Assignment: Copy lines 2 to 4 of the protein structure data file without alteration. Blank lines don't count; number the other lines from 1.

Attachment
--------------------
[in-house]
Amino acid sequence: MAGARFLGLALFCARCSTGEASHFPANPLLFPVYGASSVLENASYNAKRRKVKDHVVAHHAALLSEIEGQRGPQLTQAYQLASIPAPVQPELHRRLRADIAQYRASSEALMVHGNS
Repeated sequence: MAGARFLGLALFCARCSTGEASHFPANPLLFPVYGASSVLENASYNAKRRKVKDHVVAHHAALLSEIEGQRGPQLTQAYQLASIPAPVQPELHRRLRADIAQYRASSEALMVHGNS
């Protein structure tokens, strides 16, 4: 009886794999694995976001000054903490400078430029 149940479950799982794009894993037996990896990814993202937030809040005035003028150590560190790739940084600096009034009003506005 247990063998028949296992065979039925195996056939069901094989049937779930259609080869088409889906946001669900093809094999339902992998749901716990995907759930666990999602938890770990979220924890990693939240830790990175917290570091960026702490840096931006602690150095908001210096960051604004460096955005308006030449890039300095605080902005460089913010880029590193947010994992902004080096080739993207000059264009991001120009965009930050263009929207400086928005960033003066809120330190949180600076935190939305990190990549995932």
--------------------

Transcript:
Amino acid sequence: MAGARFLGLALFCARCSTGEASHFPANPLLFPVYGASSVLENASYNAKRRKVKDHVVAHHAALLSEIEGQRGPQLTQAYQLASIPAPVQPELHRRLRADIAQYRASSEALMVHGNS
Repeated sequence: MAGARFLGLALFCARCSTGEASHFPANPLLFPVYGASSVLENASYNAKRRKVKDHVVAHHAALLSEIEGQRGPQLTQAYQLASIPAPVQPELHRRLRADIAQYRASSEALMVHGNS
């Protein structure tokens, strides 16, 4: 009886794999694995976001000054903490400078430029 149940479950799982794009894993037996990896990814993202937030809040005035003028150590560190790739940084600096009034009003506005 247990063998028949296992065979039925195996056939069901094989049937779930259609080869088409889906946001669900093809094999339902992998749901716990995907759930666990999602938890770990979220924890990693939240830790990175917290570091960026702490840096931006602690150095908001210096960051604004460096955005308006030449890039300095605080902005460089913010880029590193947010994992902004080096080739993207000059264009991001120009965009930050263009929207400086928005960033003066809120330190949180600076935190939305990190990549995932």